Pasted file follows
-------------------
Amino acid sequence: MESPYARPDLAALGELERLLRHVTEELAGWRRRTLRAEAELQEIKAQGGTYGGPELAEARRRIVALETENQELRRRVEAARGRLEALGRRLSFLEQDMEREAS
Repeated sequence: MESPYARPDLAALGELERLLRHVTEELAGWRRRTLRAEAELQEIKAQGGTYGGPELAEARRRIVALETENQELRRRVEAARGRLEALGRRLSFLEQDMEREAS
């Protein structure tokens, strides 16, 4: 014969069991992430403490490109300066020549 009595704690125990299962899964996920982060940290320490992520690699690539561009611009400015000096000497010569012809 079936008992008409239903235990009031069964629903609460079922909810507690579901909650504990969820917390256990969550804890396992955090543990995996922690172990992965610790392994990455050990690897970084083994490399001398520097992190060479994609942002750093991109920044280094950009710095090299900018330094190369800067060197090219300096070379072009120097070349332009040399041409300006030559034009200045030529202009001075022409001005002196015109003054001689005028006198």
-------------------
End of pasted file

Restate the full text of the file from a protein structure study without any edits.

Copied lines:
Amino acid sequence: MESPYARPDLAALGELERLLRHVTEELAGWRRRTLRAEAELQEIKAQGGTYGGPELAEARRRIVALETENQELRRRVEAARGRLEALGRRLSFLEQDMEREAS
Repeated sequence: MESPYARPDLAALGELERLLRHVTEELAGWRRRTLRAEAELQEIKAQGGTYGGPELAEARRRIVALETENQELRRRVEAARGRLEALGRRLSFLEQDMEREAS
């Protein structure tokens, strides 16, 4: 014969069991992430403490490109300066020549 009595704690125990299962899964996920982060940290320490992520690699690539561009611009400015000096000497010569012809 079936008992008409239903235990009031069964629903609460079922909810507690579901909650504990969820917390256990969550804890396992955090543990995996922690172990992965610790392994990455050990690897970084083994490399001398520097992190060479994609942002750093991109920044280094950009710095090299900018330094190369800067060197090219300096070379072009120097070349332009040399041409300006030559034009200045030529202009001075022409001005002196015109003054001689005028006198």